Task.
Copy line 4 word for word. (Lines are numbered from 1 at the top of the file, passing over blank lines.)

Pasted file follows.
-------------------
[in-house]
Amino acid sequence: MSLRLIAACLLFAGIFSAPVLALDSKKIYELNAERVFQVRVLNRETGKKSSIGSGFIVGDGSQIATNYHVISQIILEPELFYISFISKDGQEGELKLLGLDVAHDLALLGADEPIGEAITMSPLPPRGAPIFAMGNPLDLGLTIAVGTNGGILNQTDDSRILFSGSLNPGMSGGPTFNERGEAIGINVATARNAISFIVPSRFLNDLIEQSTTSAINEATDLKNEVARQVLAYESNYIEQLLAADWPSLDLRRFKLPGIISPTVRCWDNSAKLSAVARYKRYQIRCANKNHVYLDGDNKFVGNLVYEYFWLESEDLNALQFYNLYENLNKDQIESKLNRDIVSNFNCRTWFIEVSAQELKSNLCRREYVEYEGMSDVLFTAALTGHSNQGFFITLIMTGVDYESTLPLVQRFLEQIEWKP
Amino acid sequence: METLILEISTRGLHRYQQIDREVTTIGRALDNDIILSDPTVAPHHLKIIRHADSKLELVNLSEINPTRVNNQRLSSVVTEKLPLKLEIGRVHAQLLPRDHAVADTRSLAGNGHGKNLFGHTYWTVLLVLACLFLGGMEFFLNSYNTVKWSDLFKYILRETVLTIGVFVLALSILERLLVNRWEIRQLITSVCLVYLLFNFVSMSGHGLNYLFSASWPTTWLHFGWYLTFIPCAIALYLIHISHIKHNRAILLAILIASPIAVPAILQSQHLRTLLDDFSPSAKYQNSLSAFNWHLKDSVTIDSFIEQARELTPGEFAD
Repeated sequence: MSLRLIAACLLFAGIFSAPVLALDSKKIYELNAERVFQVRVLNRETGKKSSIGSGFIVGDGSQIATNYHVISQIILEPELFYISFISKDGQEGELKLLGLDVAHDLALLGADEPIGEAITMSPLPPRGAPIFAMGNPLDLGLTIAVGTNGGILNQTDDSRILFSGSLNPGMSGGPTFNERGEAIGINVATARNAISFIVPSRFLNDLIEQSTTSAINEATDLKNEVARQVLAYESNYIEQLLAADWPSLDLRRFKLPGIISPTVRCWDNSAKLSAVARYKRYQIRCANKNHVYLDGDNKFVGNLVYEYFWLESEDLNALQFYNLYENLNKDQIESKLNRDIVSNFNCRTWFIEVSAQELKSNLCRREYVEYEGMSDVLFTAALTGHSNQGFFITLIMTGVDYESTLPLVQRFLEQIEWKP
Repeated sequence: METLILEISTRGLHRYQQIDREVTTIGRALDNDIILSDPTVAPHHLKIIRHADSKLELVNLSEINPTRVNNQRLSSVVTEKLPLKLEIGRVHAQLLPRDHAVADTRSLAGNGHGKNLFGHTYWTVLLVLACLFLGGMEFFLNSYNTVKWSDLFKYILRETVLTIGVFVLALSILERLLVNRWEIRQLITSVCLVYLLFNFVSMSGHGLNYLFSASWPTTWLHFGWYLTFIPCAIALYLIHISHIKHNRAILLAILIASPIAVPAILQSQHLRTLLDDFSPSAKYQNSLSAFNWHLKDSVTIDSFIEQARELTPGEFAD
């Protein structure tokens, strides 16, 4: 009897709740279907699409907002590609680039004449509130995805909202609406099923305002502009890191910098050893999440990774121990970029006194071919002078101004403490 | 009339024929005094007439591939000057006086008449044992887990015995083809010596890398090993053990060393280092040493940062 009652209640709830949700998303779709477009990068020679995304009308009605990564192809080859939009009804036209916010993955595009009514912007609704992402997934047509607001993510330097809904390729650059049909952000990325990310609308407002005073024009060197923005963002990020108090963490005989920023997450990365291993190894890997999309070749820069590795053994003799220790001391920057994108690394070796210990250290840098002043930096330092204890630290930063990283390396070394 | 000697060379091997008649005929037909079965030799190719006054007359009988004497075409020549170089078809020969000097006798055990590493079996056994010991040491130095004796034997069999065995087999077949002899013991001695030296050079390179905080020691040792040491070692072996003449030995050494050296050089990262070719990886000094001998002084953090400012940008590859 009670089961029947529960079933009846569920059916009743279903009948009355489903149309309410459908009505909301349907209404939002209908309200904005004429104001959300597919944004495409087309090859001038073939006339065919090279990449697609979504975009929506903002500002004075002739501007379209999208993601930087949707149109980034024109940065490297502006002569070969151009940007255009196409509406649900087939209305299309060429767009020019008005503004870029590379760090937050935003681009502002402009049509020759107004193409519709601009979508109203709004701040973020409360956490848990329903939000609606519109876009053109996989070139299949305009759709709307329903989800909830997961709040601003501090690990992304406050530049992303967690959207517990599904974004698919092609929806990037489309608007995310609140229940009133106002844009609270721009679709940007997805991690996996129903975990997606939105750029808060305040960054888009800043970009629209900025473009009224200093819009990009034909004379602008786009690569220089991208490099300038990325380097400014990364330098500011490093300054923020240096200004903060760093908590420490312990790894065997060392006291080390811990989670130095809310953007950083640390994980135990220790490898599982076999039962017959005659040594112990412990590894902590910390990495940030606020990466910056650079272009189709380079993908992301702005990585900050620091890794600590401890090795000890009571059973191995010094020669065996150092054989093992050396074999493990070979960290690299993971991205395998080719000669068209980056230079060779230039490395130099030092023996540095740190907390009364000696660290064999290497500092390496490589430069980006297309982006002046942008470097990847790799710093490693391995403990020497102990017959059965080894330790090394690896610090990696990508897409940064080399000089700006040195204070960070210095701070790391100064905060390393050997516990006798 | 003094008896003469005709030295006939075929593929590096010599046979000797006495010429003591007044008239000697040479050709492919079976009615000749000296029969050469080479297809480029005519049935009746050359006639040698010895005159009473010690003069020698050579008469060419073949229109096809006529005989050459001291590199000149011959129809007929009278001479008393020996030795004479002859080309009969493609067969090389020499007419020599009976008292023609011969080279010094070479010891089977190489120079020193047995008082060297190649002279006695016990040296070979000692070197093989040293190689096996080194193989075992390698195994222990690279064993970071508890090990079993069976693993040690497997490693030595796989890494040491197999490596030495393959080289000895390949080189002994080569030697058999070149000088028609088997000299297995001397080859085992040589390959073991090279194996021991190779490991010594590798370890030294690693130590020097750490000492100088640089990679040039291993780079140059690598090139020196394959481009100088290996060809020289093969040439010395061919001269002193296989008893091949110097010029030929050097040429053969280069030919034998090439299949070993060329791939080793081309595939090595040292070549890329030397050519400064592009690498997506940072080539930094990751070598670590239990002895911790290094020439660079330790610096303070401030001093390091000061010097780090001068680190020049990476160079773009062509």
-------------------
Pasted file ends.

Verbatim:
Repeated sequence: MSLRLIAACLLFAGIFSAPVLALDSKKIYELNAERVFQVRVLNRETGKKSSIGSGFIVGDGSQIATNYHVISQIILEPELFYISFISKDGQEGELKLLGLDVAHDLALLGADEPIGEAITMSPLPPRGAPIFAMGNPLDLGLTIAVGTNGGILNQTDDSRILFSGSLNPGMSGGPTFNERGEAIGINVATARNAISFIVPSRFLNDLIEQSTTSAINEATDLKNEVARQVLAYESNYIEQLLAADWPSLDLRRFKLPGIISPTVRCWDNSAKLSAVARYKRYQIRCANKNHVYLDGDNKFVGNLVYEYFWLESEDLNALQFYNLYENLNKDQIESKLNRDIVSNFNCRTWFIEVSAQELKSNLCRREYVEYEGMSDVLFTAALTGHSNQGFFITLIMTGVDYESTLPLVQRFLEQIEWKP